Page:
A senior California official overseeing the state’s Employment Development Department (EDD), which administers unemployment benefits, admitted yesterday that potentially 27 percent of benefits paid in the state since the coronavirus crisis began have been fraudulent:
In an EDD conference call, Julie Su, secretary for the California Labor and Workforce Development Agency said, “Of the 114 billion dollars in unemployment paid by California since March, approximately 10% has been confirmed as fraudulent. An additional 17% of the paid claims have been identified as potentially fraudulent.”
That’s $11.4 billion confirmed and as much as $20 billion more in fraud.
According to officials quoted in the Los Angeles Times, “a large number” of the claims identified as potentially fraudulent “could end up being fraudulent as well.”
As former Secretary of Labor Eugene Scalia noted in an AEI event in December, “Abuse of the unemployment program is not new; historically, about 10 percent of UI payments are what we call improper payments.” That share of improper payments would explain the $11 billion in confirmed misspending, given California’s paying out $114 billion in total benefits since the pandemic began. That $11 billion in confirmed fraud is already double total unemployment spending of $5 billion in California in 2019. If total fraud in California reaches $31 billion, that would exceed all unemployment benefit spending across the US in 2019. Since most unemployment benefits are currently supported by federal funds, most of the losses due to fraud involve misspent federal, not state, funds.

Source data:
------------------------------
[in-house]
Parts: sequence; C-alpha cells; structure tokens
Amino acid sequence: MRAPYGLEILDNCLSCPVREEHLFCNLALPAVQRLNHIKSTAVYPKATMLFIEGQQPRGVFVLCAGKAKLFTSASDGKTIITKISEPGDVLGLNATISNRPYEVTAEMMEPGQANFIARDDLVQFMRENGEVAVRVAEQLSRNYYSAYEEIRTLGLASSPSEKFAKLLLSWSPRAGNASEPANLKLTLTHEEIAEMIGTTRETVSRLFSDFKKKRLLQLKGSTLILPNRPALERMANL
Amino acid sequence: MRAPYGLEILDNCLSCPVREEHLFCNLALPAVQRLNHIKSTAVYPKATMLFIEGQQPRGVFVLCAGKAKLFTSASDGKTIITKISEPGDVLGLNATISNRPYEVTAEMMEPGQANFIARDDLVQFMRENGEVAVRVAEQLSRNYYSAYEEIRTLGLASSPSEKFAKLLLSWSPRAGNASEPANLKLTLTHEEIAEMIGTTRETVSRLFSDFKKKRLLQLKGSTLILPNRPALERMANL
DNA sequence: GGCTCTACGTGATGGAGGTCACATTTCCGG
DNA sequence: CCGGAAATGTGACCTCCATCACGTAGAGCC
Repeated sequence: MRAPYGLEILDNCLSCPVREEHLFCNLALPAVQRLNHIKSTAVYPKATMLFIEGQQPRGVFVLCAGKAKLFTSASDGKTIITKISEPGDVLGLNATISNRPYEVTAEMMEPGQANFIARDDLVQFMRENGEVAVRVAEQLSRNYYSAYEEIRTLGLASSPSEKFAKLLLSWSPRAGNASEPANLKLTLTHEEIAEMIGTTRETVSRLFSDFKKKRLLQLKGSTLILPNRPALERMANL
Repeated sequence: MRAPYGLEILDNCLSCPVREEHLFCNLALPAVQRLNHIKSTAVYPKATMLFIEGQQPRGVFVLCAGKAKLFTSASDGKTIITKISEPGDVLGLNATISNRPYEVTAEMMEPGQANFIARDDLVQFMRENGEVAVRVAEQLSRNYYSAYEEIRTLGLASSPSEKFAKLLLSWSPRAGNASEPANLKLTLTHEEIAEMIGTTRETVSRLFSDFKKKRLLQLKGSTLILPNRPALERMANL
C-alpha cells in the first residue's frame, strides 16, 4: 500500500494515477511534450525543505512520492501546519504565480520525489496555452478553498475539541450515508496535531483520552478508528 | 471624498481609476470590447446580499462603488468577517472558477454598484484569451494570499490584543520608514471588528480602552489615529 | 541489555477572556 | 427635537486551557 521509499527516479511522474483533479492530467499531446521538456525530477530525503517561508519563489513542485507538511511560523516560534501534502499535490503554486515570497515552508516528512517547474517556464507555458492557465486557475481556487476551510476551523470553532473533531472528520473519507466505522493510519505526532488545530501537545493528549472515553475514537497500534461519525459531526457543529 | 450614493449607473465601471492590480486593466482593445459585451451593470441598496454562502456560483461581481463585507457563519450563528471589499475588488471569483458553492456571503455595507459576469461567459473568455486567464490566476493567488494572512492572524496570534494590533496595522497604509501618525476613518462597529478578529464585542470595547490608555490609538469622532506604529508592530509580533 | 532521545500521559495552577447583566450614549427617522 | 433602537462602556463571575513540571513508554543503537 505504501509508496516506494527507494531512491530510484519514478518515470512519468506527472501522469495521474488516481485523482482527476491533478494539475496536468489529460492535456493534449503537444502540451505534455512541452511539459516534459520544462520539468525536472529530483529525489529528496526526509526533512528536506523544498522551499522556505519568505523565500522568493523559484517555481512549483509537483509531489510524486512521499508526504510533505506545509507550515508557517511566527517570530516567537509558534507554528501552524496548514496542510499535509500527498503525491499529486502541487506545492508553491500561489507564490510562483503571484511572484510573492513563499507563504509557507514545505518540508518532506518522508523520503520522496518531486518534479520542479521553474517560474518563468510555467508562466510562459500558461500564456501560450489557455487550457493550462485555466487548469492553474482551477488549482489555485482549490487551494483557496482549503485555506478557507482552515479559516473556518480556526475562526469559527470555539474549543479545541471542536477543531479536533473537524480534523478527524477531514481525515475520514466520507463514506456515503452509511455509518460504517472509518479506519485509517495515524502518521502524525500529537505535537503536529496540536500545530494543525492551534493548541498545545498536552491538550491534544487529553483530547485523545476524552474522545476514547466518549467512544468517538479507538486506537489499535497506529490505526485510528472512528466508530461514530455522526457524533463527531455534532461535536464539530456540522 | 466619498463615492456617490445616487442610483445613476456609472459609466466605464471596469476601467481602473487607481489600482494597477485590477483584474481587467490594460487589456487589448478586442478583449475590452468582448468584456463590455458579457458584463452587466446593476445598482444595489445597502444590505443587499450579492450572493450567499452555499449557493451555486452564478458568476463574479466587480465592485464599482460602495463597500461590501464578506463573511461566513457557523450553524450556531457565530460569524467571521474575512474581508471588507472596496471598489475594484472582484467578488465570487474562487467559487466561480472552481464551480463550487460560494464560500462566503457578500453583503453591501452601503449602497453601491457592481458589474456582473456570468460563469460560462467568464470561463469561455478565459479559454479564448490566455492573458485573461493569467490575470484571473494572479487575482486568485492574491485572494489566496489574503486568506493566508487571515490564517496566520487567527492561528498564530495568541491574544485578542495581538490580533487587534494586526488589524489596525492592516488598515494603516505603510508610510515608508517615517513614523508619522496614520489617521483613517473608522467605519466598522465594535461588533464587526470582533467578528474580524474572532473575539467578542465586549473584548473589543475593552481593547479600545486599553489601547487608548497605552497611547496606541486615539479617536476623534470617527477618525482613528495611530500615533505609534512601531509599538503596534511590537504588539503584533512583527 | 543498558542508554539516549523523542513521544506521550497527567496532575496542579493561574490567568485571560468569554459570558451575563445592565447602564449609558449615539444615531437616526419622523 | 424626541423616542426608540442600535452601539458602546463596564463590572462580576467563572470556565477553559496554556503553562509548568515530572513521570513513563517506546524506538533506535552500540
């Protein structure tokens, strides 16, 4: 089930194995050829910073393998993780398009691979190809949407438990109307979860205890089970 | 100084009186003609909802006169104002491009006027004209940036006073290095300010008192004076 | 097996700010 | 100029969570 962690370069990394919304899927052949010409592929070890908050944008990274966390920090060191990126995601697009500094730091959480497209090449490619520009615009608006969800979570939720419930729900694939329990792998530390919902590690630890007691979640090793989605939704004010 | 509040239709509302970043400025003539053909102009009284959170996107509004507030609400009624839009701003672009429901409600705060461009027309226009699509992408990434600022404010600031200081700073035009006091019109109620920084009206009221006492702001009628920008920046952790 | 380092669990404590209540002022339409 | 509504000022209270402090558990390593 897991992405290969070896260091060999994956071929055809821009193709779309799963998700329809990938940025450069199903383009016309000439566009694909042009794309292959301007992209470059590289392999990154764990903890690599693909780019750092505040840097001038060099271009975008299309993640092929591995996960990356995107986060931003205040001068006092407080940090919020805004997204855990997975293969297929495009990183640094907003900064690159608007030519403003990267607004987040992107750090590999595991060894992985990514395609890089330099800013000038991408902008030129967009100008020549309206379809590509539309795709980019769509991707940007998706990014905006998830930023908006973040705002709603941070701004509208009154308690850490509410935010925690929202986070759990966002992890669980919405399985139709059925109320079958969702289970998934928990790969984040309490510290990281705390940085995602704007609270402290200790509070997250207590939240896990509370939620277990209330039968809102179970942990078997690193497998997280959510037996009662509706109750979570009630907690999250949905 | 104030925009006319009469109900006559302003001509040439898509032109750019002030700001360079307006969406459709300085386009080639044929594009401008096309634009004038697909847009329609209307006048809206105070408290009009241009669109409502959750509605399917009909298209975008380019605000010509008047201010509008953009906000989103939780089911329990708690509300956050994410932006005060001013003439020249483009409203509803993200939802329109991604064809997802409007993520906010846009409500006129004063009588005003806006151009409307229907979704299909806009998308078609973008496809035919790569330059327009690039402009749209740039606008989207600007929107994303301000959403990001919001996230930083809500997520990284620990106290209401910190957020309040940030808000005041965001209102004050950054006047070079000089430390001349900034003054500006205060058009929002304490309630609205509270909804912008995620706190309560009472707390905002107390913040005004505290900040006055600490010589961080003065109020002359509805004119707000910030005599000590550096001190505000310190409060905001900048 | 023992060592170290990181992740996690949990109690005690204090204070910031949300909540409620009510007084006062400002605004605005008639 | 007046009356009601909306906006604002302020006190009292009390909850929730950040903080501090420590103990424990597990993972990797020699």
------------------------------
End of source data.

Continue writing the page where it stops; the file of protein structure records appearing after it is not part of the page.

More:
While all states have faced unprecedented demand for unemployment benefits in 2020, state and federal officials made key policy decisions since the crisis started that opened the temporary federal Pandemic Unemployment Assistance (PUA) program in particular to fraud. For example, federal lawmakers designed PUA to allow recipients to self-certify their eligibility and didn’t even require proof of prior employment for individuals to continue collecting benefits. California officials chose not to match their unemployment benefit rolls against inmate rosters in other states, as most other states had done, inviting further fraud. The Inspector General of the US Department of Labor has issued repeated warnings to states about the program’s vulnerability to abuse.
California’s US senators and House Speaker Nancy Pelosi (D-CA) have now asked President Biden to create a federal task force “to help coordinate and support states in identifying, preventing, and combatting unemployment benefit fraud by international and interstate criminal organizations.” And in a December law extending federal unemployment benefits for three months, Congress added new provisions expecting more PUA recipients to submit evidence of past employment and requiring states to have procedures for verifying the identity of claimants. But those efforts are already far too late to head off what already ranks as one of the greatest rip-offs in government benefits fraud history.
This article was first published by the American Enterprise Institute.